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Hi guys, I've set up Squid on our local network about 8 months ago. Our users do a LOT of web browsing in their line of work. Having went through ...
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    Squid proxy - poor efficiency


    Hi guys,

    I've set up Squid on our local network about 8 months ago. Our users do a LOT of web browsing in their line of work. Having went through various squid efficiency and performance guides, I set it up for what I at the time assumed was the best efficiency.

    However, I checked the logs recently with an efficiency analyzer, and discovered that only 7% of all LAN browsing traffic were hits and come from the cache, the other 93% were all misses and came directly from the Internet itself.

    Would it help if I post my version of the squid config file here? Maybe you guys can make a few suggestions based on that?

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    By the way, as a sidenote: According to the efficiency analyzer, 55% of all browsing REQUESTS were cache hits, but only 7% of all TRAFFIC were cache hits.

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    Linux Enthusiast apoorv_khurasia's Avatar
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    Can you give the details of your cache and some stats of your network usage.
    "There is no sixth rule"
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    What do you mean by details of the cache? As for network usage, in this particular LAN there are about 5 computers browsing constantly, mostly doing graphic design work (thereby visiting the same picture gallery sites over and over again).

    Total bandwidth used per day by the office is between 350 and 500mb.

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    Linux Enthusiast apoorv_khurasia's Avatar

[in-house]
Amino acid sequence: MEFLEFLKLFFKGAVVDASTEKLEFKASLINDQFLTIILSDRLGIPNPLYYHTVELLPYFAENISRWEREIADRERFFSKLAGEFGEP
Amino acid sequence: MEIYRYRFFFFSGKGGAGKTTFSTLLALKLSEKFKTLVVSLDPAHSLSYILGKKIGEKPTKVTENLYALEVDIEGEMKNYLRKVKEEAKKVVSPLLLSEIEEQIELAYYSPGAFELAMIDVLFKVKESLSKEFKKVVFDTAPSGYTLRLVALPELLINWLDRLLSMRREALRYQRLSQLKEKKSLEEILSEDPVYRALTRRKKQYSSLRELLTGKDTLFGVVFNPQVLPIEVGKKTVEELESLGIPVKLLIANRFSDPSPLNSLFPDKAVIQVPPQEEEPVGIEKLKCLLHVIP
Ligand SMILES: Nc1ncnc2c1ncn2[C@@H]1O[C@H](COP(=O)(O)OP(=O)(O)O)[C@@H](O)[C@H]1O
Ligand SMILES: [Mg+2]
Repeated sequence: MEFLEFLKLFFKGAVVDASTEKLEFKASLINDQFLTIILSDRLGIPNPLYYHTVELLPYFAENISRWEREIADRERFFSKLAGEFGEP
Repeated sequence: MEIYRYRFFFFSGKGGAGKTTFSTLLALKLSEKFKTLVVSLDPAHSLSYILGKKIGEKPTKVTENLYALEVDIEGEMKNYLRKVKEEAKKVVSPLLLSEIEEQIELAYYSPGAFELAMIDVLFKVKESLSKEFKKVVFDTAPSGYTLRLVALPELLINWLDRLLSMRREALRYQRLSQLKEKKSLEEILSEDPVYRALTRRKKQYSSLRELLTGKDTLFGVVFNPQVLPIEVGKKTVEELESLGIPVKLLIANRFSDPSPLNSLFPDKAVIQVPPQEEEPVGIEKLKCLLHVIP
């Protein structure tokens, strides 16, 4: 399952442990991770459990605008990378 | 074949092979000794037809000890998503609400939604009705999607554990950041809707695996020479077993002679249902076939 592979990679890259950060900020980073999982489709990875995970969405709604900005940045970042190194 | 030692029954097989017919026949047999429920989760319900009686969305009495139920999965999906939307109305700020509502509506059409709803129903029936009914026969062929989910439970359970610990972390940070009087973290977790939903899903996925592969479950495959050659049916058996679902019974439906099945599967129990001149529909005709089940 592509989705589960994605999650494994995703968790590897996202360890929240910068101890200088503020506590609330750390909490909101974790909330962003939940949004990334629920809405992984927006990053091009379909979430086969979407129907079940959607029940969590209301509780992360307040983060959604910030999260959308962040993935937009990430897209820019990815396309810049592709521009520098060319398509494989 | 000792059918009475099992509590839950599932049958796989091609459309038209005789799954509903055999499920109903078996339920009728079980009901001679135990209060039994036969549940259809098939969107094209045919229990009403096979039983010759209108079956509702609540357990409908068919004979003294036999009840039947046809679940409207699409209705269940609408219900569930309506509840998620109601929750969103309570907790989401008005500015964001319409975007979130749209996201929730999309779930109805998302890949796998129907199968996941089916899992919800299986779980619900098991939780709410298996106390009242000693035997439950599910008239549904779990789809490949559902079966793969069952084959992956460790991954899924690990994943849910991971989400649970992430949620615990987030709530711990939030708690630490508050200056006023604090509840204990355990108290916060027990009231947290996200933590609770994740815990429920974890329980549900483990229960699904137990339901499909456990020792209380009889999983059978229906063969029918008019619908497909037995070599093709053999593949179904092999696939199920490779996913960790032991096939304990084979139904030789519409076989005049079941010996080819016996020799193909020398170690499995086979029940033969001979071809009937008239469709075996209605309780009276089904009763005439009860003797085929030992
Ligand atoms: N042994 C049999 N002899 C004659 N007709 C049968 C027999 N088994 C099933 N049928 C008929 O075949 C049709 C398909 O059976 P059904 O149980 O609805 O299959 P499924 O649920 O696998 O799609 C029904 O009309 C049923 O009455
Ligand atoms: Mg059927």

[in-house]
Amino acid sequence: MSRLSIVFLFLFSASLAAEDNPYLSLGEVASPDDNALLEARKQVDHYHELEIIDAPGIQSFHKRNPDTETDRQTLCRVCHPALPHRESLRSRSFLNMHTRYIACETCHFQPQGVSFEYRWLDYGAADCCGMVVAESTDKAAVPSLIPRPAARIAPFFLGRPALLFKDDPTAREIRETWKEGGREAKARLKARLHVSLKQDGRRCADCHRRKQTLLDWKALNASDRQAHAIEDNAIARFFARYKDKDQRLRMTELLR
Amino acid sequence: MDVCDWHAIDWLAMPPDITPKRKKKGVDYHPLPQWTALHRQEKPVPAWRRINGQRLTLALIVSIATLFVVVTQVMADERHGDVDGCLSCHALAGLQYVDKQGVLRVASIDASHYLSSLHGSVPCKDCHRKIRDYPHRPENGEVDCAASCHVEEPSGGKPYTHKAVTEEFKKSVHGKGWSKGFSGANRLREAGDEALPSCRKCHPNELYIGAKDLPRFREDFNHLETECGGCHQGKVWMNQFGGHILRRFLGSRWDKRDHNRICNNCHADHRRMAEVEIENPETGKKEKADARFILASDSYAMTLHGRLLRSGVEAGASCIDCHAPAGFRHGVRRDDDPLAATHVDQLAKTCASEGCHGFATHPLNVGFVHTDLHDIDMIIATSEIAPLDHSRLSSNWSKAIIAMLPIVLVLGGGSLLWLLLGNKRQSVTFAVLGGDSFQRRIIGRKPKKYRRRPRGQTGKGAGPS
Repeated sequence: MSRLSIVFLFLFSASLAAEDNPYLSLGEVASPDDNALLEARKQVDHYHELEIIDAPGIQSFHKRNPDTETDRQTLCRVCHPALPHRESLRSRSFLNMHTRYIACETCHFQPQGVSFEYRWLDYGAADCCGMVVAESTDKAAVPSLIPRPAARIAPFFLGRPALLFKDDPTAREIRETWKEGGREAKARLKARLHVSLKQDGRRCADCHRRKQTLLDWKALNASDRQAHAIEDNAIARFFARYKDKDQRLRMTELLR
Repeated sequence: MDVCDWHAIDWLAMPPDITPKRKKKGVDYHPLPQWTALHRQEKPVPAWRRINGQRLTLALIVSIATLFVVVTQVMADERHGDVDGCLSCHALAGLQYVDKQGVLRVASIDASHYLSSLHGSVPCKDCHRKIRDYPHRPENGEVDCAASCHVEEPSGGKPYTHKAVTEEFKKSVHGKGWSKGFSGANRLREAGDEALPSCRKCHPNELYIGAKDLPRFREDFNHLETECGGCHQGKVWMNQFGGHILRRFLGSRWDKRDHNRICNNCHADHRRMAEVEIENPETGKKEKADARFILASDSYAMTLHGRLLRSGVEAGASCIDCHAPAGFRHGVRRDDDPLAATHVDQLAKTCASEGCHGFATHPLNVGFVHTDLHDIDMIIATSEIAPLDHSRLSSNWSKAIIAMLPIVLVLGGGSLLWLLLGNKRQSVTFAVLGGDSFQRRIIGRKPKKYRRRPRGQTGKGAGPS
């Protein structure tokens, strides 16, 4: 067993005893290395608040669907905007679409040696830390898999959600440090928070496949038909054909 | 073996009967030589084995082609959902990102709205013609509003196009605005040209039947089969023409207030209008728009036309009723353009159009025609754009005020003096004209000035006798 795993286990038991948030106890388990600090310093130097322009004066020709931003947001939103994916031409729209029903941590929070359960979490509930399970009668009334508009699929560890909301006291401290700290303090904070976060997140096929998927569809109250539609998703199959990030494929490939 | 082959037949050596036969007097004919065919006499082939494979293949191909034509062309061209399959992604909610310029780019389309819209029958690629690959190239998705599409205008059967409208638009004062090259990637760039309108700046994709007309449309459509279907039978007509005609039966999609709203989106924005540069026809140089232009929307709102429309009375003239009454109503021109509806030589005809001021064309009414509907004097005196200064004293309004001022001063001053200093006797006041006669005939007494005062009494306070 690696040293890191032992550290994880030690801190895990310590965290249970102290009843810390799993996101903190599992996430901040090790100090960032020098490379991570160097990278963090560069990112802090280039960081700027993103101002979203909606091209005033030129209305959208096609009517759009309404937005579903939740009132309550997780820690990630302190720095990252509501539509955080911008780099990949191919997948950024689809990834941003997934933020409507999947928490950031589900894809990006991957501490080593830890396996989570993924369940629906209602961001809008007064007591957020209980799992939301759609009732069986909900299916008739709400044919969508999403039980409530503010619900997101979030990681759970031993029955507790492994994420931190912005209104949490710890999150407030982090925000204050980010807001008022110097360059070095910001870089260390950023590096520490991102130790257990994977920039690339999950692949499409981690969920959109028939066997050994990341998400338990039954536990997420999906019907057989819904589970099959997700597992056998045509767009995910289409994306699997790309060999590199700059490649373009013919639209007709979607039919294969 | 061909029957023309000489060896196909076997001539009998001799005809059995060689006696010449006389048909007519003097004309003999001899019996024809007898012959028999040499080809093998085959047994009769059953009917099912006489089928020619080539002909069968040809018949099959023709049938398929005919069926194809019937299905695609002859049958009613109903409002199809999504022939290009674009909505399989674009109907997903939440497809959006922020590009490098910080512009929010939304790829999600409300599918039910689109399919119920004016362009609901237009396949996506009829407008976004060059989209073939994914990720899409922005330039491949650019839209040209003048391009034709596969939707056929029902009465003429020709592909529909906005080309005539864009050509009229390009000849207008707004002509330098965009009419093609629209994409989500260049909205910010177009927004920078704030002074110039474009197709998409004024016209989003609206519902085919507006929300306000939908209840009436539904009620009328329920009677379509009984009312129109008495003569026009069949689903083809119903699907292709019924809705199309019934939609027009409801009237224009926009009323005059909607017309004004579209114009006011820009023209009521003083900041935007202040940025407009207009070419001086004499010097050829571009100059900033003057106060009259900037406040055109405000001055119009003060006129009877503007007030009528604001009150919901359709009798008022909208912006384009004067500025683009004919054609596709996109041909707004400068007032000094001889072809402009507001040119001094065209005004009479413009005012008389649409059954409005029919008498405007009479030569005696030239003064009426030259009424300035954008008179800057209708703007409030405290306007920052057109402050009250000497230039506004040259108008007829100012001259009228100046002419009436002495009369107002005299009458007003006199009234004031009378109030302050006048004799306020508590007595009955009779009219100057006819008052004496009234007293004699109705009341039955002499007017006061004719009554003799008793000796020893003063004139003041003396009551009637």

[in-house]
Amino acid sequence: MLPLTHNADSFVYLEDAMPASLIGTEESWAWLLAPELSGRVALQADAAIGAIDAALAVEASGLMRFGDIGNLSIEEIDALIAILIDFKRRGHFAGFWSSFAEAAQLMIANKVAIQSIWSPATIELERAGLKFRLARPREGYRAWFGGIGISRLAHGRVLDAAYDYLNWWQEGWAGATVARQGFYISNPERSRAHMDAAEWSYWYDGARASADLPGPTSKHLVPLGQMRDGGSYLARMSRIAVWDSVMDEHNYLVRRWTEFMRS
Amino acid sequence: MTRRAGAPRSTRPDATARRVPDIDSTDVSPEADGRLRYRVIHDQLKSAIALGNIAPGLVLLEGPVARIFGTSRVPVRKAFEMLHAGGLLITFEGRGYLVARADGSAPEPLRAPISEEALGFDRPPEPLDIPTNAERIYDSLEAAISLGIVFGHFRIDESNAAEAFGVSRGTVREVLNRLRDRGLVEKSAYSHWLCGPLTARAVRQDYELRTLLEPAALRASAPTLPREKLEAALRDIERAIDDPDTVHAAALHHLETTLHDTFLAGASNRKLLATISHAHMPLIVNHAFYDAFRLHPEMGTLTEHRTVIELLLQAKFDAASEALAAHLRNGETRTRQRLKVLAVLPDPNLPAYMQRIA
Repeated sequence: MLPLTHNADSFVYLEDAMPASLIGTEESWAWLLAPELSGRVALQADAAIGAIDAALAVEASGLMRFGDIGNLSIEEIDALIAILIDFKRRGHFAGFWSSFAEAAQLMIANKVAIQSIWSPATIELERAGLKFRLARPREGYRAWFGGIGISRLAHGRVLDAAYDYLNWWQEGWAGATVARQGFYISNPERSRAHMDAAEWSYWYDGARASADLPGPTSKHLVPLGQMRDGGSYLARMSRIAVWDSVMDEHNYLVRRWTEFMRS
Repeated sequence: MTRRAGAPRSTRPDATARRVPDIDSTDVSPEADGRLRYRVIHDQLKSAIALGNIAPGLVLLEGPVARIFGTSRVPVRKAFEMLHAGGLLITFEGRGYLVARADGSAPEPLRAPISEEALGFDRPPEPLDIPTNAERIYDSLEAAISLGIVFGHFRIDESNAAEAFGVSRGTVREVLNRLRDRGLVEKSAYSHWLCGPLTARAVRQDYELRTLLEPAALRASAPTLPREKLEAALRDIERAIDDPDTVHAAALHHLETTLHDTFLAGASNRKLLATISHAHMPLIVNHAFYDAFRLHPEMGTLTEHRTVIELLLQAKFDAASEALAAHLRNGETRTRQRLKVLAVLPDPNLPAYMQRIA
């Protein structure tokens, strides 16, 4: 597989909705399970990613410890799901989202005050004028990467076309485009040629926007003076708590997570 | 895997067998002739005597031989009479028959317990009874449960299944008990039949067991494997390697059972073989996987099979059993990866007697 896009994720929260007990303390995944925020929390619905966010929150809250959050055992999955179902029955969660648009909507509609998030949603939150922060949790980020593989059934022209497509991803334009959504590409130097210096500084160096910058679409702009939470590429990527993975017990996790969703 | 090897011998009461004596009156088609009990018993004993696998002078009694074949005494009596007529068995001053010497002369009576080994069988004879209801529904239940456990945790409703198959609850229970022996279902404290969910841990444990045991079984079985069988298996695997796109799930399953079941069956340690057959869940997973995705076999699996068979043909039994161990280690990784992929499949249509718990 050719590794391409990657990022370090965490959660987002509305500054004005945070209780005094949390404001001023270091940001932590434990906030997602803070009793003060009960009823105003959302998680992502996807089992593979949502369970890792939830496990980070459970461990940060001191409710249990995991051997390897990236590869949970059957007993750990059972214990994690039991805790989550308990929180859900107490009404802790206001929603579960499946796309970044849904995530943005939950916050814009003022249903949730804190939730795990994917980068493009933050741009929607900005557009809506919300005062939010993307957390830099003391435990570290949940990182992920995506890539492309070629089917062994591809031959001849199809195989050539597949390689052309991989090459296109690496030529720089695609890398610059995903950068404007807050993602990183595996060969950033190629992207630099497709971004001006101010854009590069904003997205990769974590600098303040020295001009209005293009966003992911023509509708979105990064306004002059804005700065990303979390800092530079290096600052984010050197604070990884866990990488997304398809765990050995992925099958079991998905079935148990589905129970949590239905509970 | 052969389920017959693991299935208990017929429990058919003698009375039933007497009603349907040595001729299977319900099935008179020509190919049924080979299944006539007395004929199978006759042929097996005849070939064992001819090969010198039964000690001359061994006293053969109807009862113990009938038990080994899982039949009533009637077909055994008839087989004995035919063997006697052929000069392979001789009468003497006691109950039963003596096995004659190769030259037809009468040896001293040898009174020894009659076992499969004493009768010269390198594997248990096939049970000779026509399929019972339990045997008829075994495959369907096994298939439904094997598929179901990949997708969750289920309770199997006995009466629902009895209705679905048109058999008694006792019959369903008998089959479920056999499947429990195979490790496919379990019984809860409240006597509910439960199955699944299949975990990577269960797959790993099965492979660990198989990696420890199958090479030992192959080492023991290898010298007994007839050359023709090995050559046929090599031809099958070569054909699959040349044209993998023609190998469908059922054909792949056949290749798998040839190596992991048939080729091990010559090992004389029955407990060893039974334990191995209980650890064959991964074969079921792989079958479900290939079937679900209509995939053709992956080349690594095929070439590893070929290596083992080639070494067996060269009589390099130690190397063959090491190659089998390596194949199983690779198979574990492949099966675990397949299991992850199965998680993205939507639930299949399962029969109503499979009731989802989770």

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    The squid cache is quite similar to a processor's cache. There are levels in that cache and you can specify the structure of a cache there. Depending upon the usage stats you should choose an appropriate lay-out for the cache.

    Since the daily usage averages to about 300-350 MB then its a good idea. Look at squid.conf for more details on the cache structure. The CS department in my univ uses a bandwidth of 100MB per user each week and typically people are using google search and downloading research papers etc..... So we use a cache like this.....
    Code:
    cache_mem 1GB
    cache_swap_low 90
    cache_swap_high 95
    maximum_object_size 4 MB
    maximum_object_size_in_memory 512 KB
    cache_dir ufs /extra/squid_cache/squid1 4000 16 256
    cache_dir ufs /extra/squid_cache/squid2 4000 16 256
    cache_dir ufs /extra/squid_cache/squid3 4000 16 256
    cache_dir ufs /extra/squid_cache/squid4 4000 16 256
    cache_dir ufs /extra/squid_cache/squid5 4000 16 256
    etc.....

    Since the same picture gallary is being used by everybody its a good idea to change the cache replacement policy to LRU. Hope this helps you.

    Note that you need to play with the cache design a lot before you pin down an optimal value.
    "There is no sixth rule"
    --Rob Pike
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    We are already using LRU - but I did make a few other adjustments - thanks for the help!

    I have a question though: I noticed that you're using 5 cachedirs. Is there any specific reason for using 5 dirs of 4GB each instead of 1 dir of 20GB?

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    Linux Enthusiast apoorv_khurasia's Avatar
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    Quote Originally Posted by Aeros View Post
    Is there any specific reason for using 5 dirs of 4GB each instead of 1 dir of 20GB?
    I think there is no specific reason behind this. But I am trying to find that out by contacting older sys-admins (they are passed out and its difficult to get in touch with them) but when I joined the team and saw five cache dirs all I did was to increase their sizes.....(legacy matters I suppose)
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    apoorv,

    What's your refresh_pattern directive look like? Because if I'm not mistaken, that's what controls how strict the caching is.

    Can anyone make some solid recommendations as to what refresh_pattern should be?

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    Linux Enthusiast apoorv_khurasia's Avatar
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    Quote Originally Posted by Aeros View Post
    apoorv,
    What's your refresh_pattern directive look like? Because if I'm not mistaken, that's what controls how strict the caching is.
    Thats us
    Code:
    refresh_pattern ^ftp:           1440    20%     10080
    refresh_pattern ^gopher:        1440    0%      1440
    refresh_pattern .               0       20%     4320
    Those are the default values I suppose.
    Last edited by apoorv_khurasia; 06-05-2007 at 05:21 PM. Reason: value--->values (grammer)
    "There is no sixth rule"
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